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Devin Hester is in a happy place

‘‘It’s more spread offense. It gets guys mismatches’’ DevHester said Bears' offense. ‘‘We’ll have four or five playmakers field it’s

‘‘It’s more of a spread offense. It gets guys in mismatches,’’ Devin Hester said of the Bears' offense. ‘‘We’ll have four or five playmakers on the field, and it’s going to be like, ‘Who are you going to double-team?’'' | Tom Cruze~Sun-Times

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Updated: September 30, 2012 6:26AM

Devin Hester’s profile never has been lower since he signed a four-year, $40 million contract extension in 2008 that made the Pro Bowl kick returner the Bears’ highest-paid wide receiver.

Brandon Marshall is unquestionably the Bears’ No. 1 receiver. Rookie Alshon Jeffery has more potential. Tight end Evan Rodriguez is a more intriguing playmaker. Earl Bennett still is a security blanket quarterback Jay Cutler will look to on third downs and in tight spots.

Though he’s still a starter, Hester is just another guy in this offense — and he couldn’t be happier.

‘‘Now I can go in and just play and not try to put a lot of pressure on myself to be the guy who takes over the game for us,’’ Hester said. ‘‘We have a lot of depth, and we have a lot of weapons. A majority of the time, safeties cheated to my side [before]. I was getting a lot of balls thrown my way, but I wasn’t getting a lot of mismatches and getting put on guys that aren’t supposed to be out there.’’

Hester, who has four receptions for 46 yards in the preseason, is excited about the opportunity to play in an offense he said is more suited for him than any he has played in since he became a wide receiver in 2007.

‘‘It’s more of a spread offense. It gets guys in mismatches,’’ Hester said. ‘‘We’ll have four or five playmakers on the field, and it’s going to be like, ‘Who are you going to double-team?’

‘‘We have a great receiver in Brandon Marshall who’s going to open up a lot of stuff for us. A lot of safeties are going to roll to his side. That’s when the mismatches and one-on-one matchups will happen. There are going to be times when I’m in the slot against a third or fourth corner — even a linebacker.’’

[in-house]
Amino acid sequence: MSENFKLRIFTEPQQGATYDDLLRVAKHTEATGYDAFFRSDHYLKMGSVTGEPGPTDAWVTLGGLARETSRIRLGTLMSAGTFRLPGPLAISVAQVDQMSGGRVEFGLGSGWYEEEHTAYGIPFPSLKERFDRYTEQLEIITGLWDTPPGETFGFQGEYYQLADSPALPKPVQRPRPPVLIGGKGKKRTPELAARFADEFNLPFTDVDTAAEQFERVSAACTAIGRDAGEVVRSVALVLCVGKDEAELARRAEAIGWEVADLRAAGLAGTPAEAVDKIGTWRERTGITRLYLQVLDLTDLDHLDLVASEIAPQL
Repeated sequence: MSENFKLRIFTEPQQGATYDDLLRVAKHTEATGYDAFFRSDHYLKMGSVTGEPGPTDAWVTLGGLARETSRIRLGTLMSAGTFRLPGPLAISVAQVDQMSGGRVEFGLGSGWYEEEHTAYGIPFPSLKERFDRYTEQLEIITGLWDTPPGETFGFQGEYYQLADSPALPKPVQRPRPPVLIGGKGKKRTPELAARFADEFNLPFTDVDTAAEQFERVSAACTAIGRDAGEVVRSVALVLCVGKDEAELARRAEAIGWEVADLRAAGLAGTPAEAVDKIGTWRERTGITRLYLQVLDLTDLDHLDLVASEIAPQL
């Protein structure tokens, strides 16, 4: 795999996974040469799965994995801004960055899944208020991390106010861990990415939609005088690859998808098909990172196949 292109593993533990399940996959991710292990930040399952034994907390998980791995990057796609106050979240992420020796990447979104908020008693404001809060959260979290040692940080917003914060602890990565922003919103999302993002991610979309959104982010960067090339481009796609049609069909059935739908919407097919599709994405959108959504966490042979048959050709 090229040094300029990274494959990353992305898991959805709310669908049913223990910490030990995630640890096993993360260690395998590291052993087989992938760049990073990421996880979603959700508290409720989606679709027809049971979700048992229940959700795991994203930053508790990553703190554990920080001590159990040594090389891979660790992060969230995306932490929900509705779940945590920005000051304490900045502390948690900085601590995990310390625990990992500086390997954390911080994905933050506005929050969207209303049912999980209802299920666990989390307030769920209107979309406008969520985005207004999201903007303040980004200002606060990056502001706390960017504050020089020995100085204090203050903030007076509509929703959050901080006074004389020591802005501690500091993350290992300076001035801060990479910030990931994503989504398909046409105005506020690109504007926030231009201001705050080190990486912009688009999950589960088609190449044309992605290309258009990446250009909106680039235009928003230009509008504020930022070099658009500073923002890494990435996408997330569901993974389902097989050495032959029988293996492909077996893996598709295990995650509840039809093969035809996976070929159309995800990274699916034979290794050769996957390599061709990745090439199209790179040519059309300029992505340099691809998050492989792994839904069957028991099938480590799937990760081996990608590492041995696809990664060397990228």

The second-round draft pick from Miami has made his share of big plays on offense. He had touchdowns of 81, 55 and 65 yards among his first 54 receptions in 2007-08. While his overall production is well below that of a No. 1 receiver, he still should be on the field. In four seasons as a full-time receiver, Hester is averaging 44 receptions for 567 yards (12.9 per catch) with 11 total touchdowns.

But it’s the elimination of the expectation that Hester can be a No. 1 receiver that might ignite his most productive season in the NFL. Regardless of his contract, he is what he is — a 5-11, 190-pound kick returner who has good hands, a good understanding of offensive football, four years of experience as a wide receiver and, at 29, is still among the most dangerous open-field runners in the 92-year history of the league.

‘‘From day one when I signed that contract,’’ Hester said, ‘‘coach Lovie told me, ‘This is not something where you need to feel you have pressure on yourself. Just be yourself and play ball.’ ’’

Hester insists he has done that, but with Cutler, Marshall, Bennett and Jeffery, the dynamic has changed. In 2008, the Bears’ leading wide receivers were Hester (51 receptions, 665 yards), Rashied Davis (35-445), Brandon Lloyd (26-364) and Marty Booker (14-211).

‘‘We’re going to use all the weapons we have,’’ Bears wide receivers coach Darryl Drake said. ‘‘Matter of fact, [Hester’s] role increases, and so does Alshon Jeffery’s. We’re going to try and get those guys on the field as much as possible. You have to put your best players on the field and give them a chance to make plays.’’

That doesn’t mean Hester will be on the field for 70 plays a game. But theoretically, even with fewer plays, he’ll have more opportunities. Cutler threw 432 passes in his last full season with the Bears in 2010. The final year he was with Marshall in Denver, he threw 616.

Hester isn’t concerned with getting lost in the shuffle.

‘‘I feel I’ll always be a playmaker in this offense,’’ he said. ‘‘If I get [fewer] catches, I’ll still end up with a lot of yards. The way this offense is designed, I could have four catches and easily get over 100 yards.’’

And touchdowns?

‘‘Oh,’’ Hester said with a smile. ‘‘There will be touchdowns.’’

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